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July 17, 2012
Re: Is this actually supposed to be legal?
On 07/17/2012 10:50 PM, Jonathan M Davis wrote:
> On Tuesday, July 17, 2012 22:36:10 Timon Gehr wrote:
>> On 07/17/2012 07:23 PM, Jonathan M Davis wrote:
>>> On Tuesday, July 17, 2012 14:48:32 David Nadlinger wrote:
>>>> On Tuesday, 17 July 2012 at 05:24:26 UTC, Jonathan M Davis wrote:
>>>>> This code strikes me as being a bug:
>>>>>
>>>>> --------
>>>>> class MyBase(T)
>>>>> {}
>>>>>
>>>>> class MySubA : MyBase!MySubA
>>>>> {}
>>>>>
>>>>> class MySubB : MyBase!MySubB
>>>>> {}
>>>>>
>>>>> void main()
>>>>> {}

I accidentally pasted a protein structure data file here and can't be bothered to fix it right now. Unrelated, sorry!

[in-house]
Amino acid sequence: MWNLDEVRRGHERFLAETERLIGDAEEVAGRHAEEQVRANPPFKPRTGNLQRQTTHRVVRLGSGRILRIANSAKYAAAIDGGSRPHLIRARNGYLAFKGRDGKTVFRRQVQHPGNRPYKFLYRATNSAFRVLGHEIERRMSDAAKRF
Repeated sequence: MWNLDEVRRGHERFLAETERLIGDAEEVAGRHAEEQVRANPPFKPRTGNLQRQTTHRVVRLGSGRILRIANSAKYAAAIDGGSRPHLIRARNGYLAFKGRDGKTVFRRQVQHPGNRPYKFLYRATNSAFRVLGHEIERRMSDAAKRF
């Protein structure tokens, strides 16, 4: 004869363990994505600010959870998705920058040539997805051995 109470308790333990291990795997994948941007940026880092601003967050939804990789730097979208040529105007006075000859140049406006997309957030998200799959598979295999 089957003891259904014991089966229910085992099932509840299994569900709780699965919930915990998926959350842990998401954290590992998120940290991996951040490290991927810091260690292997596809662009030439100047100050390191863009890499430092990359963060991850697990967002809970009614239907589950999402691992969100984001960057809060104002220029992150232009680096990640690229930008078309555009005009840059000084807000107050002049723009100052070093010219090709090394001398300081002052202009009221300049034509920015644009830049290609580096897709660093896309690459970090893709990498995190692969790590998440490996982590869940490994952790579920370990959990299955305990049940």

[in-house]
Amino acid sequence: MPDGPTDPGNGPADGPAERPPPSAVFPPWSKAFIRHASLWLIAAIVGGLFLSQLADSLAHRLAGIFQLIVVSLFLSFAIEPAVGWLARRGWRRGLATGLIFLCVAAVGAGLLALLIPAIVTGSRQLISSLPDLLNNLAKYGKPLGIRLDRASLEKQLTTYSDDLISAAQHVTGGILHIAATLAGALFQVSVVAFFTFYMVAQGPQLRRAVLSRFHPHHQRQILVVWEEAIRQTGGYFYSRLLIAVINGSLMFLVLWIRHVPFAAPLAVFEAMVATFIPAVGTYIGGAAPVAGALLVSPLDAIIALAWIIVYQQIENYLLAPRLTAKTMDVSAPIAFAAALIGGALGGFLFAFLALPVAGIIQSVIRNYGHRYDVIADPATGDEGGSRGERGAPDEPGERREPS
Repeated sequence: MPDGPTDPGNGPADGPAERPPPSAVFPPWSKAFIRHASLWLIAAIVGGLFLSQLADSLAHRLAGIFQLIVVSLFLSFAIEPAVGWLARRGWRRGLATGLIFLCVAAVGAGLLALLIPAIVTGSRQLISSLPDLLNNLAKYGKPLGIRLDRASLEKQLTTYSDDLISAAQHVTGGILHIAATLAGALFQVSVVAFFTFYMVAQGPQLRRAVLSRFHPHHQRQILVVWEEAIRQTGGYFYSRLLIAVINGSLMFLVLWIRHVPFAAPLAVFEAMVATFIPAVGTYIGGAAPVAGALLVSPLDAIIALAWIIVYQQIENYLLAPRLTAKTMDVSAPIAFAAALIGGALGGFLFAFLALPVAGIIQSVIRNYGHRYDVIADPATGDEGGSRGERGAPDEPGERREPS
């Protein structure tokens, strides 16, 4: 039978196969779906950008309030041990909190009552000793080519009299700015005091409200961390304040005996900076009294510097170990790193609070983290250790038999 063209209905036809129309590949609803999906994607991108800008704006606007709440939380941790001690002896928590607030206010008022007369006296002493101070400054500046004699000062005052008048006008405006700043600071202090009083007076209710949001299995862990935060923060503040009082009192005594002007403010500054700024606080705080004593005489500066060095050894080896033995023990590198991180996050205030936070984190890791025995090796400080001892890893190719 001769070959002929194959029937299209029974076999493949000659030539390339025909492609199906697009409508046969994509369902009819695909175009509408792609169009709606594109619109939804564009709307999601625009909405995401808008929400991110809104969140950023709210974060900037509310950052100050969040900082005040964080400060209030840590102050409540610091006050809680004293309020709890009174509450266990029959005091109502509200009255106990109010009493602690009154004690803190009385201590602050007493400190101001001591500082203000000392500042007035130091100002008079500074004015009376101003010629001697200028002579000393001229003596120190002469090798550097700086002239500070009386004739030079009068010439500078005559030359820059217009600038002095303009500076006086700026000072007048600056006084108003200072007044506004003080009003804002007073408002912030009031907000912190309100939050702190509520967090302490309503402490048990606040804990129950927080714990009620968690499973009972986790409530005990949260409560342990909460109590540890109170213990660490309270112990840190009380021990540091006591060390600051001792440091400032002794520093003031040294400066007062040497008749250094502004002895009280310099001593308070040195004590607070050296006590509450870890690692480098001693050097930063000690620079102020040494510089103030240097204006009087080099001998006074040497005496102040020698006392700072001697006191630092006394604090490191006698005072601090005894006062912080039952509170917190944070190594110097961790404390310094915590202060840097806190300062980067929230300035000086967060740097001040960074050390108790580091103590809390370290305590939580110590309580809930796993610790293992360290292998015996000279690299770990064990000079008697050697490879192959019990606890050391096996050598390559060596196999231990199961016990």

>>>>> --------
>>>>
>>>> This pattern is actually quite common in C++ code, and referred
>>>> to as CRTP (curiously recurring template pattern). If you propose
>>>> to kill it, Andrei is going to get mad at you. ;)
>>>
>>> Well, it certainly seems insane to me at first glance - particularly when
>>> you take compile time reflection into account, since the derived classes'
>>> definitions are now effectively recursive (so I suspect that the
>>> situation is worse in D, since C++ doesn't have conditional compliation
>>> like D does).
>> The fact that it is allowed does not make the compiler's job
>> significantly more complicated. It is not important if the type is
>> passed as a template argument or referred to directly from inside the
>> template -- the issues are the same.
>
> The problem is that if you have static ifs and the like in the base class
> which depends on compile time reflection of the derived class, you effectively
> have a recursive template definition. e.g.
>
> class MyBase(T)
> {